We Could All Use A Bit of Resiliency

yoga medics.jpeg
(paramedic students awaiting their introduction to yoga )

While winding down a part-time career teaching paramedic students a few years back, it occurred to me ( like an inside pitch can “occur” to a batter) that first responders in general and paramedics in particular were not getting some of the training they need to survive for the long haul in their careers. I thought about some of this missing skills inventory and lumped in things like meditation (I did not even know what Mindfulness was 5 years ago), yoga, nutrition, PTSD awareness, and even basic self-defense. While I thought I was bringing something entirely new into the classroom, it turns out that resiliency skills have been around and have been taught in various industries for decades.

Go ahead, Google “resiliency” training andresiliency you will discover a host of programs that enhance cognitive, physical, and emotional endurance in places like law enforcement, firefighting, the military, and in corporations.  While it has been easy for me to spot the need for such skills and training in my own first responder community, it has more recently struck me that we ALL could use resiliency training. Incorporating elements of yoga, or a mindfulness practice, or any level of nutrition education, sleep deprivation awareness, even a little self-defense can make a big difference in how easily we navigate and endure the little disasters of our lives. Certainly, Disasters with a capital D like hurricanes and wildfires can be better managed if we are armed with these skills but I would argue the same is true for the little disasters we endure every day.

Nearly everyone I know faces a daily barrage of fear-inducing or at least provocative media reports. (fact checking aside) On top of that, the deluge of  information flowing on our screens and general acceleration in the pace of life has resulted in historic levels of anxiety that leave folks wondering how to cope with it all. And they are the survivors of this stress mill. The bottomline for me, is that while there are segments of society exposed to inordinate amounts of toxic stress (e.g. military families, teachers, first responders, healthcare workers, social workers, – and the list goes on,) our entire population could benefit from exposure to resiliency training.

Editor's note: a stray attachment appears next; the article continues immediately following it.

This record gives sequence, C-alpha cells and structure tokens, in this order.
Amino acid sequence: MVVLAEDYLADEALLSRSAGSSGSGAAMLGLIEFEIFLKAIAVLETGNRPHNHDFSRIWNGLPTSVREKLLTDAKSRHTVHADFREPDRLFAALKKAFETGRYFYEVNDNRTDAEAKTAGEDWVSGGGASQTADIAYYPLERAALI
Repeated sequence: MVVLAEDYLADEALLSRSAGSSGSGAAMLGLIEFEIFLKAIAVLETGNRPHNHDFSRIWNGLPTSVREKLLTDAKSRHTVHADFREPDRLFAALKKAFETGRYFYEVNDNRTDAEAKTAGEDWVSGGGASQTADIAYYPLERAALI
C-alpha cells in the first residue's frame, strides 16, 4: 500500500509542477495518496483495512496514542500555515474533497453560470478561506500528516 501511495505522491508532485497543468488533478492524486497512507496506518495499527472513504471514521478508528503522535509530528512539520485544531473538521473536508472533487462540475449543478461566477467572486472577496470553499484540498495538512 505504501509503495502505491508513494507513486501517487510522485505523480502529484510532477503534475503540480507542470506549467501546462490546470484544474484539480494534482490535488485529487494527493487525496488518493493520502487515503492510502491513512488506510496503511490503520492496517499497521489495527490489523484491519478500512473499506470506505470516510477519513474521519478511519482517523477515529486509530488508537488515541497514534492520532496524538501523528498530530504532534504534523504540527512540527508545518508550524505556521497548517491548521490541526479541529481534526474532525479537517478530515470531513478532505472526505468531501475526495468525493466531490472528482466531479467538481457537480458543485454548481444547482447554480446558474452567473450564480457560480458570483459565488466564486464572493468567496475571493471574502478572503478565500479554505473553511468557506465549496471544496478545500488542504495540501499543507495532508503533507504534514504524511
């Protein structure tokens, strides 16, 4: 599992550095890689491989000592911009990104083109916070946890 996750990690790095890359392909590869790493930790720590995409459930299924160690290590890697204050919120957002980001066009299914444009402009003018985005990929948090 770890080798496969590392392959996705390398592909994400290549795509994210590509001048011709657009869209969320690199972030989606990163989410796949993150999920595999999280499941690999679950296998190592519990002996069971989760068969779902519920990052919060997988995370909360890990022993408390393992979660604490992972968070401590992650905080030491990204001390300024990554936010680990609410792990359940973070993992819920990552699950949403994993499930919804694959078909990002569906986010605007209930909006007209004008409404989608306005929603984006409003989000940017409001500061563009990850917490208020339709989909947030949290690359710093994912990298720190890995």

What does that look like exactly?
Here are a few ideas:

  • high schools incorporating yoga into their PE programs
  • science classes covering our evolving understanding of sleep physiology
  • families exploring the range of nutritional values in whatever they’re eating
  •  individuals committing to a morning or evening routine that refreshes them emotionally and spiritually even. ( I’ve had a good experience with Hal Elrod’s Miracle Morning and the free meditation app- Insight Timer with my personal favorite leader: Meg James out of Australia. )
  • reset your relationship with your smartphone. I recommend Catherine Price’s book How to Break Up With Your Phone, for a witty and compassionate guide.

And for some good news- taking some action on your readiness to endure the little disasters of your life actually prepares you for the bigger stuff.

Published by Jim Fazackerley

For over 30 years I explored every role possible in emergency medical services. Now, I'm focusing on helping folks prepare for disasters at the household or small company level. My favorite hobby- public affairs radio broadcasting (go figure....)

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